I’m not entirely sure how it came about, but one thing led to another and I was challenged to a 1v1 battlecruiser fight with a member of Red Federation. He was in a hurricane, and I was in a drake. And, to my utmost mortification, I still remember how my drake was fit: heavy missiles and this crazy passive recharge shield tank with purger rigs and shield rechargers. (Ha!) Anyway, I felt invincible. All the rats in nullsec couldn’t break through my shields, so one dude in a Hurricane obviously wouldn’t be able to, right?
(The other thing you should probably know about this equation is that the ‘dude’ was actually Lukka –one of the all-time top ranking pilots on Battleclinic.)
Well, I died in a fire, obviously. But, Lukka ended up inviting me to this channel that had some other people he knew in EVE. Months later, after chatting with these people off and on, I eventually accepted an invitation to join one of their corporations and try this thing called ‘militia.’
You can probably see where this is heading. Needless to say, my long term career with Faction War can be directly traced back to a random 1v1 I had with a member of RvB. (not sure I should thank them or curse them for that..=p)
Anyway, back to Hysera.
My overview exploded when I came out of warp to land on the plex. From frigates to capitals, the battlefield was a picture of bedlam. I quickly anchored up as the Shadow Cartel FC started calling targets.
I’m not sure of the exact details but shortly into the fight something happened to the FCs overview (lag?) and a guy named Hunlight Faithus, of Snuff Box took over.
Now, I’m not really familiar with Snuff Box, though it seems like they’ve been around a really long time and I have the impression they are a bit of an old school pvp group. I could be wrong on that though.
Hunlight was both an exceptional and unique FC. It’s not every day someone sings your targets instead of barking them at you. But, truth be told, he seemed so happy to be calling targets, and called them so melodically it was like he could not help but break into song now and again.
From that point, we fought straight for a good 2-3 hours. I wish I could give you a play by play of the resulting bloodbath, but I couldn’t even begin to remember it in that much detail. So many. Things. Died.
I remember a rather large battleship fleet landing at one point, as well as a caracal fleet. Some target names started to sound familiar as time went one, as those who died reshipped and came back. I also remember changing focus from the capitals to the sub capitals, and then back to the capitals once the bulk of the sub capitals’ DPS threat was off the field.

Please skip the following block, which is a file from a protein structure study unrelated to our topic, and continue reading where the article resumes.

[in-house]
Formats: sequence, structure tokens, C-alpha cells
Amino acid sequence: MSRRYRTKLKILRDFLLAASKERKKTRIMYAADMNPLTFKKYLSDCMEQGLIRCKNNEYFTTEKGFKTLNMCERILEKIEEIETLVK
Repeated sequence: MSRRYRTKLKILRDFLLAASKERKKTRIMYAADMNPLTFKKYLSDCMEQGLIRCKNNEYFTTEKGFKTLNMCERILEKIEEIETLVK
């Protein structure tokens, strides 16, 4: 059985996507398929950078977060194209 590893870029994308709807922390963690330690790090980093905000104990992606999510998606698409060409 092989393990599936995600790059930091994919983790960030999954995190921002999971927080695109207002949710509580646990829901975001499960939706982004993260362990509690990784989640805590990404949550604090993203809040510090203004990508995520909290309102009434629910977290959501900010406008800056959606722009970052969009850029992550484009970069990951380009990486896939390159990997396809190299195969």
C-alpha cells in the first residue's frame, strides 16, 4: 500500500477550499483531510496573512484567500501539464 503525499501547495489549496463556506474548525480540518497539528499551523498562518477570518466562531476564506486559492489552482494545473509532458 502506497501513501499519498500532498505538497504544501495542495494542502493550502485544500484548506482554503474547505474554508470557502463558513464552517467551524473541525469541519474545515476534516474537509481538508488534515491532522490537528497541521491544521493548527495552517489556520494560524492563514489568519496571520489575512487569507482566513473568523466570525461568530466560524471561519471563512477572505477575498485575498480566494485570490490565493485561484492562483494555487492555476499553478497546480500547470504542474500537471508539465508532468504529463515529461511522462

An amusing moment during the fight was when the FC was trying to make sure all the capitals were pointed. Trying to manage the spreading of points across so many targets it’s not an easy task. Finally, the FC told everyone to broadcast the pilot they were pointing so he could better sort it out, and to everyone’s great amusement the broadcast history lit up with a huge quantity of targets being pointed.
After a bit of chuckling over coms, the FC commented wryly something to the effect that he supposed he couldn’t say we were not spreading our points. =)
It took a little bit to get used to fighting in TiDi. It wasn’t really bad –not nearly like what they were experiencing in HED-GP at the time. But it still went up to 60-70% on occasion with so many people shooting each other at once. On occasion, we often mistook the lag for someone taking reps. It would seem like our damage wasn’t doing anything so the call would be made to switch to another target. Usually, just as the call was made, all the damage would ‘arrive’ on the target, and we’d continue to finish him off.
When the dust settled, hundreds of things had died, including a dozen or so capitals. People were practically chortling on coms, and we stayed a little while to loot some of the wrecks that were left behind –if you could load an overview with wrecks on it without crashing your EVE client.
We went home to a few grumpy alliance mates who were a bit jealous that they hadn’t logged on in time. And, a POCO we were supposed to have defended that afternoon was dead. But oh well. I’ll take a fight like that any day –even if it means I’ll have to resort to online shopping to get my shoe shopping done. =D
Edit: I also want to give a shout-out to our Guardian pilots, some of which didn't get on many, if any killmails that whole three-hour fight but did a rather admirable job at keeping most of us alive. =)